Yesterday Primary 4 from St Margaret’s School for Girls came along to the University for the Ancient Egyptian Experience Day at Special Collections and King’s Museum. The girls started off their day the museum, learning all sorts of amazing facts about life (and death) on the Nile. After a quick lunch they visited the library, where they were able to amaze me with their brilliant Ancient Egyptian knowledge, before learning even more from the University’s collection.
The class were challenged to imagine themselves as Victorian Egyptologists
travelling all the way to Egypt from Aberdeen to explore the wonders found there. But there was a problem: some of the artefacts were too big to take home to show our friends in Scotland! Some quick problem solving discussions came up with some useful answers such as writing descriptions and drawing pictures. The girls got to see examples of what two real Victorian Egyptologists did to record their findings before trying out some of the methods for themselves. As well as drawing and rubbing, the class used modelling dough to create “squeezes” or impressions of the Egyptian engraving. Here are a few examples:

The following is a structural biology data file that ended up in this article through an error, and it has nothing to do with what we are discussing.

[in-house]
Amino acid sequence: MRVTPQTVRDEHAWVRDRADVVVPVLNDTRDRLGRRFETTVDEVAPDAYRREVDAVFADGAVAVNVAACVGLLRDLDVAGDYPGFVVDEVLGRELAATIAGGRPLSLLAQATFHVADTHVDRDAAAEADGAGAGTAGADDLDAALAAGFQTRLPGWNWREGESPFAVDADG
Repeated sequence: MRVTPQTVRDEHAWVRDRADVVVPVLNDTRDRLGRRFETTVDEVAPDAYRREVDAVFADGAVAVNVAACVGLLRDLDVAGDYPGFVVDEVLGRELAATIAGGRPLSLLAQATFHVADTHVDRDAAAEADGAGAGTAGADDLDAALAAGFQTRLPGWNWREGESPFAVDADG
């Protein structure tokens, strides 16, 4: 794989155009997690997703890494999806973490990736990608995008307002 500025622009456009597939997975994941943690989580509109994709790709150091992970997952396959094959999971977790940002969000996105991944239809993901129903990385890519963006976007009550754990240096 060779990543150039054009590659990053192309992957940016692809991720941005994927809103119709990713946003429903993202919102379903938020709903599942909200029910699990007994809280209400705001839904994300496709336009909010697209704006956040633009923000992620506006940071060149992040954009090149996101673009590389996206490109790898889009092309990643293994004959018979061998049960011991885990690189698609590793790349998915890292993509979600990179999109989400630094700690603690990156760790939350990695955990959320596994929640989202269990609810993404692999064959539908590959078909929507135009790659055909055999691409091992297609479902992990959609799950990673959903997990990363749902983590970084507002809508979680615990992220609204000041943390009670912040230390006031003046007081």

Egyptologist Ellen Pollard didn’t record by drawing or squeezing. Instead she wrote down the hieroglyphs she saw and translated them later. Some of her translations reveal some pretty disgusting facts regarding Ancient Egyptian health care including ingredients such as dog’s blood and lizard dung! Using Ellen’s notebooks as inspiration the class were tasked with making up their own Ancient Egyptian medicines recipes and they definitely rose to the challenge. Some fairly horrid concoctions were invented however we weren’t sure if they would really make you better or just make things worse!
If you would like to bring your class to the Special Collections Centre for a school workshop, email firstname.lastname@example.org or phone (01224) 273047 or (01224) 273048.
Posted by: Lynsey